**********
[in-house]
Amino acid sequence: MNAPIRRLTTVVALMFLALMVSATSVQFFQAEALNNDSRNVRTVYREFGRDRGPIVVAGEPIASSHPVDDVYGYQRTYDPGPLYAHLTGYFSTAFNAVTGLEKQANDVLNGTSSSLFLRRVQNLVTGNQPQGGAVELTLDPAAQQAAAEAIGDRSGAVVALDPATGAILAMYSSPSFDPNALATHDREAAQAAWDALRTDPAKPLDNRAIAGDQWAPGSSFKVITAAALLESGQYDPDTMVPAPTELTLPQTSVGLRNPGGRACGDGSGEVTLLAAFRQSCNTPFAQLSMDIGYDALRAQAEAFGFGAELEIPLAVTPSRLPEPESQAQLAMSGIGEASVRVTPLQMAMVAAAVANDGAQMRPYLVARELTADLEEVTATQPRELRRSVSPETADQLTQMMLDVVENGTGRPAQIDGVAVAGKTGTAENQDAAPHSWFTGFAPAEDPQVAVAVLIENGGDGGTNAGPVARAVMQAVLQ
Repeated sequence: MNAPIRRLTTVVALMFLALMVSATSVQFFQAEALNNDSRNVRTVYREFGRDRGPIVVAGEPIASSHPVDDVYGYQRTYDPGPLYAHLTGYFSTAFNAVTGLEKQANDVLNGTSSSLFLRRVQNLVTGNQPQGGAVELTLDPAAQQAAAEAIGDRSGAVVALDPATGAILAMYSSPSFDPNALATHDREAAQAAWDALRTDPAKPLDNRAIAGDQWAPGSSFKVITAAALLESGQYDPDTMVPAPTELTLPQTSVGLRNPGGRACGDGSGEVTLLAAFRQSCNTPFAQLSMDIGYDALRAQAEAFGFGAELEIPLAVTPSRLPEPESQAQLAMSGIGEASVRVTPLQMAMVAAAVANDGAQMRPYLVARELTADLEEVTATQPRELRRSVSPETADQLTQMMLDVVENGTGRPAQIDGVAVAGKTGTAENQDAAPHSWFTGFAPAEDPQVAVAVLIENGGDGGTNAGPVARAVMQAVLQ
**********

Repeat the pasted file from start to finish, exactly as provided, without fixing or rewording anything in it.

[in-house]
Amino acid sequence: MNAPIRRLTTVVALMFLALMVSATSVQFFQAEALNNDSRNVRTVYREFGRDRGPIVVAGEPIASSHPVDDVYGYQRTYDPGPLYAHLTGYFSTAFNAVTGLEKQANDVLNGTSSSLFLRRVQNLVTGNQPQGGAVELTLDPAAQQAAAEAIGDRSGAVVALDPATGAILAMYSSPSFDPNALATHDREAAQAAWDALRTDPAKPLDNRAIAGDQWAPGSSFKVITAAALLESGQYDPDTMVPAPTELTLPQTSVGLRNPGGRACGDGSGEVTLLAAFRQSCNTPFAQLSMDIGYDALRAQAEAFGFGAELEIPLAVTPSRLPEPESQAQLAMSGIGEASVRVTPLQMAMVAAAVANDGAQMRPYLVARELTADLEEVTATQPRELRRSVSPETADQLTQMMLDVVENGTGRPAQIDGVAVAGKTGTAENQDAAPHSWFTGFAPAEDPQVAVAVLIENGGDGGTNAGPVARAVMQAVLQ
Repeated sequence: MNAPIRRLTTVVALMFLALMVSATSVQFFQAEALNNDSRNVRTVYREFGRDRGPIVVAGEPIASSHPVDDVYGYQRTYDPGPLYAHLTGYFSTAFNAVTGLEKQANDVLNGTSSSLFLRRVQNLVTGNQPQGGAVELTLDPAAQQAAAEAIGDRSGAVVALDPATGAILAMYSSPSFDPNALATHDREAAQAAWDALRTDPAKPLDNRAIAGDQWAPGSSFKVITAAALLESGQYDPDTMVPAPTELTLPQTSVGLRNPGGRACGDGSGEVTLLAAFRQSCNTPFAQLSMDIGYDALRAQAEAFGFGAELEIPLAVTPSRLPEPESQAQLAMSGIGEASVRVTPLQMAMVAAAVANDGAQMRPYLVARELTADLEEVTATQPRELRRSVSPETADQLTQMMLDVVENGTGRPAQIDGVAVAGKTGTAENQDAAPHSWFTGFAPAEDPQVAVAVLIENGGDGGTNAGPVARAVMQAVLQ